The Desk

Sedition: Third Time’s the Charm?

In 1891, the ‘Bangobashi’ carried an article with views for and against the Age of Consent Bill, 1891. The Bill was opposed by orthodox Hindus, who criticised it as interference by the British. This article led to the first trial in Indian history for the charge of sedition, against the editor, JC Bose. He got bail and later apologised.
Six years later, Bal Gangadhar Tilak was famously convicted for sedition. The court interpreted sedition to include disloyalty. A proposition that was statutorily encoded in 1870 in S.124A of the Indian Penal Code, 1860. This amended understanding of sedition as an act or speech against the Government soon became a tool to prosecute other nationalists and freedom fighters. Tilak himself was convicted twice. Gandhi too was convicted for his views in Young India.
In 1950, the year the Constitution came into force, the Punjab and Haryana High Court declared S.124A unconstitutional. Justices Weston and Khosla believed that while sedition may have been necessary under imperialist rule, it is ‘inappropriate’ in an independent, democratic India. The Allahabad High Court agreed.
Kedar Nath changed the game. In 1962, the Supreme Court overruled the High Court decisions and upheld the constitutional validity of sedition. The Court however predicated sedition on ‘incitement to violence’. Mere words criticising the government or expressing disloyalty cannot be sedition unless violence is followed. This has been the law of the land for five decades.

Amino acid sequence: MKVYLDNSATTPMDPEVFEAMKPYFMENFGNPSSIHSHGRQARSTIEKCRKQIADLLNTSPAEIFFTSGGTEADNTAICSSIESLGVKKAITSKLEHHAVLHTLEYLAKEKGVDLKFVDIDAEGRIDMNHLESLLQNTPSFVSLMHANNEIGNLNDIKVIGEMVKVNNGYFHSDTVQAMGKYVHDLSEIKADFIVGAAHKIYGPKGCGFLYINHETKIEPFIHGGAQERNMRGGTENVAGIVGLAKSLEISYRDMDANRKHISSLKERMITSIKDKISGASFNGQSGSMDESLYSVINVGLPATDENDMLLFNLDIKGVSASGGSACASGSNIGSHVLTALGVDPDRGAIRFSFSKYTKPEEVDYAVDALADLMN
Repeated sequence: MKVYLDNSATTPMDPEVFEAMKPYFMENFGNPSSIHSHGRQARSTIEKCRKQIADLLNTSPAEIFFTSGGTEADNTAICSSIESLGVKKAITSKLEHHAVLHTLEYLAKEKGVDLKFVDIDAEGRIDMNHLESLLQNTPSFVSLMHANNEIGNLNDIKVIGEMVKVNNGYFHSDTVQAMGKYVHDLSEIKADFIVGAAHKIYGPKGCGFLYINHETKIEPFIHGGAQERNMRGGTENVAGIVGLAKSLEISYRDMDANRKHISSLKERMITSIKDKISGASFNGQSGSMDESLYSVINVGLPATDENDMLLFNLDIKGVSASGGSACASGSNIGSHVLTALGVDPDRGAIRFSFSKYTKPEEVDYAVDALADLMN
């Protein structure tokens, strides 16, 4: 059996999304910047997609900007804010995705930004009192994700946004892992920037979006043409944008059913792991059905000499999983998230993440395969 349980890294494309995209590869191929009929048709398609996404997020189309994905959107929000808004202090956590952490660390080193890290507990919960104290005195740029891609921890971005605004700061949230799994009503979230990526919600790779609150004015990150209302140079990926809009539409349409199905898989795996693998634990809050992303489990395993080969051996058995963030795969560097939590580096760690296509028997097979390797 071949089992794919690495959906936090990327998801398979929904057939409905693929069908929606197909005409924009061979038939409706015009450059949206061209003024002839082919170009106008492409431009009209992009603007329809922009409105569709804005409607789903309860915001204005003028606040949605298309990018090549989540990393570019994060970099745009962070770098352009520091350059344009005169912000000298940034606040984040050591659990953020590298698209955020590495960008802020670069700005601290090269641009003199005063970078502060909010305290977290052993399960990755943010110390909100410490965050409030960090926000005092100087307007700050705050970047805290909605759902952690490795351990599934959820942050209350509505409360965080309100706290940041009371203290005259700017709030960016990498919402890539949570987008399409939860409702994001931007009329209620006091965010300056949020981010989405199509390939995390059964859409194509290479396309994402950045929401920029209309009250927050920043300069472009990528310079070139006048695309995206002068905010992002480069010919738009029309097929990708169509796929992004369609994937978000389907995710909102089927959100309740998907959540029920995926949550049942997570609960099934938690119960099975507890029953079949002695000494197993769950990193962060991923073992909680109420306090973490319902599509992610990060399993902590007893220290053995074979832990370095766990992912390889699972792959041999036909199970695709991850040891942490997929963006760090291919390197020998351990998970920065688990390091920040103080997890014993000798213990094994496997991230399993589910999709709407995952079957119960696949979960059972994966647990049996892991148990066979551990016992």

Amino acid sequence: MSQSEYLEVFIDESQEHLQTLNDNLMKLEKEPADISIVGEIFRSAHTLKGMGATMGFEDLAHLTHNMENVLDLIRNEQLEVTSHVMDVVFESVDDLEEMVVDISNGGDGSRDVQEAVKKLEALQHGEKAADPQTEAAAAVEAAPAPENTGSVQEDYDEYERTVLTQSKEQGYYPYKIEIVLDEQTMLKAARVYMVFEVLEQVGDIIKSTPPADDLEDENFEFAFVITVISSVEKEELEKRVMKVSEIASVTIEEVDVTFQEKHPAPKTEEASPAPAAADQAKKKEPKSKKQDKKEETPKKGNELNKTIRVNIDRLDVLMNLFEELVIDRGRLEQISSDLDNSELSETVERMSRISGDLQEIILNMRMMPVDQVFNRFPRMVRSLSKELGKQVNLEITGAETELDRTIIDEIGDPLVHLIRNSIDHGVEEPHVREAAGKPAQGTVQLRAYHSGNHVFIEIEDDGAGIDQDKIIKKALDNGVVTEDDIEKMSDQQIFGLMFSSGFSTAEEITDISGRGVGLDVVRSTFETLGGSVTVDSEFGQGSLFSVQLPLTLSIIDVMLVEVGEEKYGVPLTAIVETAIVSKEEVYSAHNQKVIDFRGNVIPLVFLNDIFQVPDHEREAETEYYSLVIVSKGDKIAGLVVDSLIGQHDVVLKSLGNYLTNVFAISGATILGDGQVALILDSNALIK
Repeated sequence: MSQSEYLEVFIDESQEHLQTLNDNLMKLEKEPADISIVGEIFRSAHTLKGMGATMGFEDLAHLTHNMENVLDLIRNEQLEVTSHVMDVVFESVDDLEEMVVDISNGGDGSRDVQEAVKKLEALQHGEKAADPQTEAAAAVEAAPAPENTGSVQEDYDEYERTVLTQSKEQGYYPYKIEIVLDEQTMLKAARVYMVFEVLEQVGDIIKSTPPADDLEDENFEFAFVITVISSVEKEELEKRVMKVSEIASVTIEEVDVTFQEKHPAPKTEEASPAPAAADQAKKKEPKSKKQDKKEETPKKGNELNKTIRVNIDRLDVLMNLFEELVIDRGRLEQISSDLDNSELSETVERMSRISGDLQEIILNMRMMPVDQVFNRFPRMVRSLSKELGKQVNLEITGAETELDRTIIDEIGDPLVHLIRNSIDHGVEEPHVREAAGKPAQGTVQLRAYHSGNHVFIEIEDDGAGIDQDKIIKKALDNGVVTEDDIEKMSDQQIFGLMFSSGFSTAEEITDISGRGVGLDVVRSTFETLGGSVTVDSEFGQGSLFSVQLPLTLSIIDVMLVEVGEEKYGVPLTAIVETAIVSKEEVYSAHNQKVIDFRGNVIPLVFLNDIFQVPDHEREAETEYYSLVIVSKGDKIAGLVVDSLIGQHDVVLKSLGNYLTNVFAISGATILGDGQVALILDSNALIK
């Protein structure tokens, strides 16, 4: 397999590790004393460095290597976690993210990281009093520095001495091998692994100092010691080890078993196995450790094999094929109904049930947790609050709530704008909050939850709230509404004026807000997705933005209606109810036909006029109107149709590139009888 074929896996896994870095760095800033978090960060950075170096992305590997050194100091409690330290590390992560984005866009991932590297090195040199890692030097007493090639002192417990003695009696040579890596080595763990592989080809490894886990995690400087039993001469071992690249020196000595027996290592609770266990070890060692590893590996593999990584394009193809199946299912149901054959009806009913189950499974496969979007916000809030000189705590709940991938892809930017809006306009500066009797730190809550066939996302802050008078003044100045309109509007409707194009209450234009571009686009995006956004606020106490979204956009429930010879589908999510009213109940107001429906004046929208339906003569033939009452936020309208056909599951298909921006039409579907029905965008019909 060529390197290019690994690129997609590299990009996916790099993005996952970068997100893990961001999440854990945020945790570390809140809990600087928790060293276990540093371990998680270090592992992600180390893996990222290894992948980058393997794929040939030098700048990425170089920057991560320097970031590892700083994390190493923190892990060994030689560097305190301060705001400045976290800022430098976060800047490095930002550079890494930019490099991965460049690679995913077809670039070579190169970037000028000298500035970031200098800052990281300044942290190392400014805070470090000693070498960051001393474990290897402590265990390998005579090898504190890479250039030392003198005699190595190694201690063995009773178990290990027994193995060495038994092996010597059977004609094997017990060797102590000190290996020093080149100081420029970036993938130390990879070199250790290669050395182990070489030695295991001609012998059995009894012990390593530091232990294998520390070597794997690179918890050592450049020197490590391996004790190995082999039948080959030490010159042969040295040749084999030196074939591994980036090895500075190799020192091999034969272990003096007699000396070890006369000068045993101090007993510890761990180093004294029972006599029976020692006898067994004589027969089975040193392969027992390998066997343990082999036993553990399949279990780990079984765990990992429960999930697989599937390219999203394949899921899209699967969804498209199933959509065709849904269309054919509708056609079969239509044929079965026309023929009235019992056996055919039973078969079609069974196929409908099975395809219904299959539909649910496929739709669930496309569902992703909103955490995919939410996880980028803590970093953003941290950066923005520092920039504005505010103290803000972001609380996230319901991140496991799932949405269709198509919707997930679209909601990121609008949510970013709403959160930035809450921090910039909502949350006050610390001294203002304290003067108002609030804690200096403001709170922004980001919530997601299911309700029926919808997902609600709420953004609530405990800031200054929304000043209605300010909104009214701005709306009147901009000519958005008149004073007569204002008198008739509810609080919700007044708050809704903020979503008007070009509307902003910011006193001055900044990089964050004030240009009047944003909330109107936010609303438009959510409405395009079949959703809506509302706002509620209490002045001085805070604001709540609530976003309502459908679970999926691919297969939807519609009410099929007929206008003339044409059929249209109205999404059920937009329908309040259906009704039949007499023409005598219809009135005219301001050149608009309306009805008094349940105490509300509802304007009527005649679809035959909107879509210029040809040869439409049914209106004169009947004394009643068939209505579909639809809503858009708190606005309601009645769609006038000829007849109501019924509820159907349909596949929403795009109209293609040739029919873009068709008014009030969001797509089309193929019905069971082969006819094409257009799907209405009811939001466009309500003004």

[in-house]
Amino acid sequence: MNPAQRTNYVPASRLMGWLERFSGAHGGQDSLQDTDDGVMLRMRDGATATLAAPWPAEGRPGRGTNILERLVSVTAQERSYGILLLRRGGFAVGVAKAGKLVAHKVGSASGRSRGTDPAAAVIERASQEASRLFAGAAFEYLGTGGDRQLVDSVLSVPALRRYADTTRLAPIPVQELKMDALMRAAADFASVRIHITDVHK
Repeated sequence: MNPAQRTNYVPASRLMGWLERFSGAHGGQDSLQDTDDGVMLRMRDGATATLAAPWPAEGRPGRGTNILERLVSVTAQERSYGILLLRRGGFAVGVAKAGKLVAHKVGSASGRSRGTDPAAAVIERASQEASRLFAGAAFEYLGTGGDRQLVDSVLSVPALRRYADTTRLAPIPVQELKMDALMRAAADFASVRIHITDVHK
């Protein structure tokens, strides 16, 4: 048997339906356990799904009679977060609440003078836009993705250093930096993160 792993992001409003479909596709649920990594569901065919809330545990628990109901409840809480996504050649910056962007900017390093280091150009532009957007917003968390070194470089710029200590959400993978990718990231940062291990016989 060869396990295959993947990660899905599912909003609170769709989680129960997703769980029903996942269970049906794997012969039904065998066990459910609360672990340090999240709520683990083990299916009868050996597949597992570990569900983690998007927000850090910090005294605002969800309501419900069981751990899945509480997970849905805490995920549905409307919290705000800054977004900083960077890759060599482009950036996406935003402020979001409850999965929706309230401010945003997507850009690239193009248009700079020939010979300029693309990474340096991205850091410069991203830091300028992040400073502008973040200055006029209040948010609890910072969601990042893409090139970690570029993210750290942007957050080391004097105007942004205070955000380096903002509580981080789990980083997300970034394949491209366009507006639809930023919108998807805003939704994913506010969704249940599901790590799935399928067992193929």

Since the 2010s, sedition law has been invoked frequently. A recent study counts 10,900 individuals charged in this last decade alone. In 2016 Common Cause challenged the constitutionality of sedition. The Supreme Court did not admit it, citing Kedar Nath. In February 2021, a group of three lawyers alleged grave misuse of sedition and challenged its validity before the Supreme Court. Again, the Court did not admit it.
This time, Kishorechandra Wangkhemcha and Kanhaiya Lal Shukla’s petition was admitted. They are journalists currently on trial for sedition. Wangkhemcha for his Facebook posts criticising the Manipur Government. Shukla for his cartoon on fake police encounters. A three-judge bench comprising Justices K.M. Joseph, Indira Banerjee and U. U. Lalit will hear the case. Are the days of Kedar Nath numbered?
The Bench begins oral arguments on 12 July 2021. Our live coverage will be here.
Click here to subscribe and receive more Desk Briefs like this.